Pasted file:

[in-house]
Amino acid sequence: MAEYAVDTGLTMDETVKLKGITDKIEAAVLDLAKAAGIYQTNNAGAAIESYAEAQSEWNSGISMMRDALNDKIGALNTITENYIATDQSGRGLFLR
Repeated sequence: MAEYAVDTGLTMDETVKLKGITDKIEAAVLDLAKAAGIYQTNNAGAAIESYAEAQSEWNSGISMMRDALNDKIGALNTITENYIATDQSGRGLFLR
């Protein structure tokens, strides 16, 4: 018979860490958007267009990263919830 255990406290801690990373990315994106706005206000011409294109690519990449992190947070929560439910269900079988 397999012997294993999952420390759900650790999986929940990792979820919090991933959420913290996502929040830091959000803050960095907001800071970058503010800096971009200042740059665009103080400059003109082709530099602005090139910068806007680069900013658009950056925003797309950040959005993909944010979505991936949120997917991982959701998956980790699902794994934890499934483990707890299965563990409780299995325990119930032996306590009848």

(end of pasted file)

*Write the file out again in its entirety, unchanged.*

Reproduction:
[in-house]
Amino acid sequence: MAEYAVDTGLTMDETVKLKGITDKIEAAVLDLAKAAGIYQTNNAGAAIESYAEAQSEWNSGISMMRDALNDKIGALNTITENYIATDQSGRGLFLR
Repeated sequence: MAEYAVDTGLTMDETVKLKGITDKIEAAVLDLAKAAGIYQTNNAGAAIESYAEAQSEWNSGISMMRDALNDKIGALNTITENYIATDQSGRGLFLR
């Protein structure tokens, strides 16, 4: 018979860490958007267009990263919830 255990406290801690990373990315994106706005206000011409294109690519990449992190947070929560439910269900079988 397999012997294993999952420390759900650790999986929940990792979820919090991933959420913290996502929040830091959000803050960095907001800071970058503010800096971009200042740059665009103080400059003109082709530099602005090139910068806007680069900013658009950056925003797309950040959005993909944010979505991936949120997917991982959701998956980790699902794994934890499934483990707890299965563990409780299995325990119930032996306590009848």